Prior to the passing of the 2014 operating and capital budgets at the Dec. 16 regular meeting of council, the merits of including items in the $181,500 special operating budget was presented by administration to council.
“One of the things that came out of the Dec. 9 meeting was council indicated they might be willing to fund some expenditures that were removed from the operating budget to get us down to that 1.5 per cent increase,” said Dale Culler, director of corporate services, prior to the vote. “Our forecast is leaning towards a little bit of a surplus, and that’s a good situation to be in from a council perspective. We had a surplus last year as well, and council got the opportunity to be able to put some of that money aside in reserves, or be able to spend it however they may choose.”
The special operating budget items had been cut from the draft 2014 operating budget to reach a council-directed property tax increase of only 1.5 per cent, instead of the originally recommended 2.5 per cent.
Culler did note the prospect of a 2013 operating surplus was by no means a guarantee.
“The concept here would be to re-look at some of these things that were taken out of the budget,” said Culler. “The funding source could then come from the anticipated surplus that may happen — and again, ‘that may happen’ is built into the motion.”
Coun. Jack Brewin requested a clarification a streetlight design standard, an item included in the special operating budget.
“We don’t have a standard for streetlights at all,” said CAO Greg Birch. “We go with whatever we work out with Fortis, our service providers or developers, whatever works. What we’d like to do is be a little bit more proactive in this regard, so the next subdivision through the gate has a lighting plan that’s more future oriented, and in particular, deals with LED lighting.”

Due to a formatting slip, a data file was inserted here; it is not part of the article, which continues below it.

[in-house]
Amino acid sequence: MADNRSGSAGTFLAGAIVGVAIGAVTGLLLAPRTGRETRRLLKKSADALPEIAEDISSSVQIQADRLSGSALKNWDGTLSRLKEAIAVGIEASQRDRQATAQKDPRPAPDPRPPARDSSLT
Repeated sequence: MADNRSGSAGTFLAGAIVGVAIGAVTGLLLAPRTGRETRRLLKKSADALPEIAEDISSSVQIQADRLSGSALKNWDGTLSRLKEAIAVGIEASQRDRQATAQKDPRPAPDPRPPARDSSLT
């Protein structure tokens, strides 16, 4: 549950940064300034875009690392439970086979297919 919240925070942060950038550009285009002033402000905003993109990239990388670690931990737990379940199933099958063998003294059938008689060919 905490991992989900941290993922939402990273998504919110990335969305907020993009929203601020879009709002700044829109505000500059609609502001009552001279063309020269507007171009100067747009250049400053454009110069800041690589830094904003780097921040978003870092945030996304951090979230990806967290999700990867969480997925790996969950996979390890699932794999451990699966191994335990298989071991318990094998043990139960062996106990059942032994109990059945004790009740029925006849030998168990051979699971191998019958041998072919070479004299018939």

Coun. Randy Sparks questioned the need for a recreation master plan.
“In the recent priorities setting that the recreation board did, I don’t think that a recreation master plan was very high on the list, if my memory serves me right. The plan, instead of funding a recreation master plan, was to get all of the user groups together and see where they’re coming from as far as wants and needs for the future. To me, that’s one of the best recreation master plans you can have, is knowing what your user groups, and user people envision for their group for the future. Forty thousands dollars for a recreation master plan seems like a lot of money. It may be fine, but I just think we should kind of let the rec board do what they’ve decided to do to see where they need to be in the future, rather than spending $40,000 on a recreation master plan.”
Director of community services Rob Cressman explained that local input would be integral to any creation of a recreation master plan.
“The amount that’s shown here reflects a number that’s probably about half of what has been presented to council in some earlier years. The thinking here is that administration will be a lot more actively involved than earlier versions that we’ve presented to council. There’s no doubt that there will be input from the local groups and associations. It’s no small undertaking though, and the concept is to plan out a roadmap for the future.”
Council defeated the motion to include the special operating budget by a vote of 3-4. Coun.(s) Randy Sparks, Andrew Prokop, Rick Popadynetz and Joe Strojwas opposed the motion, while Mayor Henk De Vlieger and Coun. (s) Jack Brewin and Laura Ross-Giroux voted in favour.
“I cannot support the motion, I have a hard time supporting forecasted operating surpluses,” said Coun. Sparks. “Even though the budget is fine, I’m just not in favour of all of the items that are included in the special operating budget.”
With the motion defeated, the expenditures included in the special operating budget will not be included in the 2014 operating budget. This includes a town census ($25,000), a records management system ($20,000), sidewalk grates for trees ($5,000), new street planters ($7,500), design standards for new streetlights ($20,000), a Eureka Area Structure Plan ($30,000), a recreation master plan ($40,000), Aquafun Centre upgrades ($12,000), auditorium bar upgrade ($12,000), and Grey and Green meeting room upgrades ($10,000).